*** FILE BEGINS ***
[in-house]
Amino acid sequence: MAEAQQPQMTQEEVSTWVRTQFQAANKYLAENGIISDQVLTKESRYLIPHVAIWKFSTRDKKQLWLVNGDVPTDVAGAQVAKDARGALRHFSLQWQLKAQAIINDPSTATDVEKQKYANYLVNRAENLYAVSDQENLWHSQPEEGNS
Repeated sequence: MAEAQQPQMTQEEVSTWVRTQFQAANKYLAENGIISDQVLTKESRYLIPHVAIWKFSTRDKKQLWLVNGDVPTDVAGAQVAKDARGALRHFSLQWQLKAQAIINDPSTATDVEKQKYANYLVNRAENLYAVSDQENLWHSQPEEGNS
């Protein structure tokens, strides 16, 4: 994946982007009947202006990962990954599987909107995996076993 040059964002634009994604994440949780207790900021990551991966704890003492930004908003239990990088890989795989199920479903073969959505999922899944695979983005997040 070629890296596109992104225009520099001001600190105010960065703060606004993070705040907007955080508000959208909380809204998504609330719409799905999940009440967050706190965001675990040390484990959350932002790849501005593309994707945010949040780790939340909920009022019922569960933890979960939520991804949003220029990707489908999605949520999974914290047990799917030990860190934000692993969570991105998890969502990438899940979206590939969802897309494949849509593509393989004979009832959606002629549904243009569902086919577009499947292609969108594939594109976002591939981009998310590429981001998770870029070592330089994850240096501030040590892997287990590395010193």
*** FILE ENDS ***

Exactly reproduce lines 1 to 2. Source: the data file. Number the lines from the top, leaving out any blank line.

[in-house]
Amino acid sequence: MAEAQQPQMTQEEVSTWVRTQFQAANKYLAENGIISDQVLTKESRYLIPHVAIWKFSTRDKKQLWLVNGDVPTDVAGAQVAKDARGALRHFSLQWQLKAQAIINDPSTATDVEKQKYANYLVNRAENLYAVSDQENLWHSQPEEGNS